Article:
Social Identity Theory

People tend to exhibit some sense of belonging by associating with certain people or group within a social setting. Within the school setting, for example, students tend to create a relationship with peers that comfortably fit into their group. Groups such as social class, family, and debating clubs etc are important to us because they enable an individual to feel some sense of belonging to the social world (Oppenheimer & Barret, 2014). Hardly anyone lives without belonging to a group within society. Self-identity theory holds that people exhibit the tendency of discriminating against those that do not belong to their social group to promote their self-image (Horowitz, 2012). Self-identity refers to how an individual feels about self. It is derived from how perceived belonging to a particular social group.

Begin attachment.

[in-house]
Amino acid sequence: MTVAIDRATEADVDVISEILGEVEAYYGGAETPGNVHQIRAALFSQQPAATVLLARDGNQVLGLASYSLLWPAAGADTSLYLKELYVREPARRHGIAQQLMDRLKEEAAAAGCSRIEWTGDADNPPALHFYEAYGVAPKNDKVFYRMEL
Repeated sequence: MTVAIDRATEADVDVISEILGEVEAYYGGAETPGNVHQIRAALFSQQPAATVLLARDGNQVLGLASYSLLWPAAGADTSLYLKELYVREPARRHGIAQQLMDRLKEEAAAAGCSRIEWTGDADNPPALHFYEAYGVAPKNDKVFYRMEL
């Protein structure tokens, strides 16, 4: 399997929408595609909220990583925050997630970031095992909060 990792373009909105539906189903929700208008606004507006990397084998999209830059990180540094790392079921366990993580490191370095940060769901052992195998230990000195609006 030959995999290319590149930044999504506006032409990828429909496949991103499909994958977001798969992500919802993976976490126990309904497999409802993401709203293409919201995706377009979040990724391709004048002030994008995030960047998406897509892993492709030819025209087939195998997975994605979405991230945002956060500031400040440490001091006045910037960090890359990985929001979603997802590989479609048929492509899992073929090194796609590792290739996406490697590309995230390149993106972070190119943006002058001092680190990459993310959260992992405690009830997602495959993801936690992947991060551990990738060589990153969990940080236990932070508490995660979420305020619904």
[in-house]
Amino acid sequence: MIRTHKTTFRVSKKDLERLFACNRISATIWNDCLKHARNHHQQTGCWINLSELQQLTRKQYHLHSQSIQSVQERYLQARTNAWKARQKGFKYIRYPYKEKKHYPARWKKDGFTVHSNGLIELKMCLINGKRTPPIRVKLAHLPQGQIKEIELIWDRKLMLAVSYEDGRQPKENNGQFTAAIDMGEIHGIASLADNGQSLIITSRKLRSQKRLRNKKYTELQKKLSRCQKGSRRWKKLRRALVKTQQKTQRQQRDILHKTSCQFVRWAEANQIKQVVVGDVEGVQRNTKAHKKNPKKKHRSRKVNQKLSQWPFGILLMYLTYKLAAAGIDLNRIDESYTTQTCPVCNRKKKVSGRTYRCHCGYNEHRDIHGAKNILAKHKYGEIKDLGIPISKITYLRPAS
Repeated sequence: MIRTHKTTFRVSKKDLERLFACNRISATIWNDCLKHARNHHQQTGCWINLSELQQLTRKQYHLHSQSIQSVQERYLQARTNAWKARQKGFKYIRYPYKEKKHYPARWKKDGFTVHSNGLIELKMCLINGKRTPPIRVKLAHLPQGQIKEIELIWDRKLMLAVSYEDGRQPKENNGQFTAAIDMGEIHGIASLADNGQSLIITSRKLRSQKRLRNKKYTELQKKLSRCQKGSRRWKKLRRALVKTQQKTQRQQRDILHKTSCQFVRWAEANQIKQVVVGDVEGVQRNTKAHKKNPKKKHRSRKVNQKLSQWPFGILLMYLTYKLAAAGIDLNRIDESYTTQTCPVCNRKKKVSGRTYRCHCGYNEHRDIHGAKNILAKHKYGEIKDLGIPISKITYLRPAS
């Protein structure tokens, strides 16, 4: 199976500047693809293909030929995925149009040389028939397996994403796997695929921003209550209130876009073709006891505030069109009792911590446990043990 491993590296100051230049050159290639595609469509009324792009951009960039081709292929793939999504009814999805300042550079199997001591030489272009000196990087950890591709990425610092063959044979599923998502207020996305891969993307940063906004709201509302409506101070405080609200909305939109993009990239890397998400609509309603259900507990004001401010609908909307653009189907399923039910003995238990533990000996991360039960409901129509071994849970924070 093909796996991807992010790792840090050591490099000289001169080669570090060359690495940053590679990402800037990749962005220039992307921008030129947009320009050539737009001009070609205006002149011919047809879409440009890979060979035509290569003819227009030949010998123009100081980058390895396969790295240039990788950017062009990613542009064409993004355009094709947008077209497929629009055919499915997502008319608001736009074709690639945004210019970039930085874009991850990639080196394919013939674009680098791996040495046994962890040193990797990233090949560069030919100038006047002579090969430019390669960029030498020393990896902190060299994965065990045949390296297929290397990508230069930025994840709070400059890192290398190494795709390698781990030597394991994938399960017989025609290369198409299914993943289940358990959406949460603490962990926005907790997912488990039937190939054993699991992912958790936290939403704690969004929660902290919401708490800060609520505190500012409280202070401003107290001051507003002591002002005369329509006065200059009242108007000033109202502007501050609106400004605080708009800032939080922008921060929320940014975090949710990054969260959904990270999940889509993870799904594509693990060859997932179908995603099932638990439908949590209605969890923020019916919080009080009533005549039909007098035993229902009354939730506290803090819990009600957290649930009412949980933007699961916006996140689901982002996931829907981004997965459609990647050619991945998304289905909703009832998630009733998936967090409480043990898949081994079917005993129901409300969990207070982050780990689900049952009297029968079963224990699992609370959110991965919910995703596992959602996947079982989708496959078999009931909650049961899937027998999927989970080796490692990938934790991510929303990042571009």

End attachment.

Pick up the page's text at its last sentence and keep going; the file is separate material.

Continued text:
Marianne Bryant

Marianne Bryant is depicted as a devout Christian girl. She is prissy and committed to ensuring that members of her group remained committed to the school church group. According to social identity theory, the in-group of Marianne is school church youth group. The members of the school church group are committed in Christianity and unwilling to welcome behaviour that conflict with the ideals of their group. She displays a sense of belonging to the school church group. For example, when she overheard Olive telling Rhiannon about losing her virginity to a college boy she went further to spread the information to members of her school church youth group (Guck, 2010). Marianne’s in-group chides and bullies Olive so that she may drop from school and stop being a member of their society. The members of the school church youth group feel that engaging in sex is not appropriate. The self-identity is derived from the perceived sense of belonging to a particular social group. Thus, bulling of Olive to leave school is meant to enhance the self-identity of the school church youth group. Marianne in-group discriminate against Olive as suggested in the social identity theory that individuals belonging to a particular social in-group would prejudice against members of out-group.